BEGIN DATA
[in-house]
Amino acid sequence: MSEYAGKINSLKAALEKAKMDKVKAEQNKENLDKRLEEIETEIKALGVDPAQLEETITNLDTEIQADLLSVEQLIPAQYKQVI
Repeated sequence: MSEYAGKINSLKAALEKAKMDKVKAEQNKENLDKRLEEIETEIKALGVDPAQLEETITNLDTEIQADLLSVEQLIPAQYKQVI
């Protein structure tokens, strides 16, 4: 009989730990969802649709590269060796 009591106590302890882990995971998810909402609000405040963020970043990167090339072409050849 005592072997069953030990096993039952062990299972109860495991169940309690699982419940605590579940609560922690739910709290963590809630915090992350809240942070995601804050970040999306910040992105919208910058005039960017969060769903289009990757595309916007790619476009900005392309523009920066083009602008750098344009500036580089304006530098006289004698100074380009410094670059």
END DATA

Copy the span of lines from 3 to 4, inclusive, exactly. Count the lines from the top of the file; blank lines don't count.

Repeated sequence: MSEYAGKINSLKAALEKAKMDKVKAEQNKENLDKRLEEIETEIKALGVDPAQLEETITNLDTEIQADLLSVEQLIPAQYKQVI
């Protein structure tokens, strides 16, 4: 009989730990969802649709590269060796 009591106590302890882990995971998810909402609000405040963020970043990167090339072409050849 005592072997069953030990096993039952062990299972109860495991169940309690699982419940605590579940609560922690739910709290963590809630915090992350809240942070995601804050970040999306910040992105919208910058005039960017969060769903289009990757595309916007790619476009900005392309523009920066083009602008750098344009500036580089304006530098006289004698100074380009410094670059």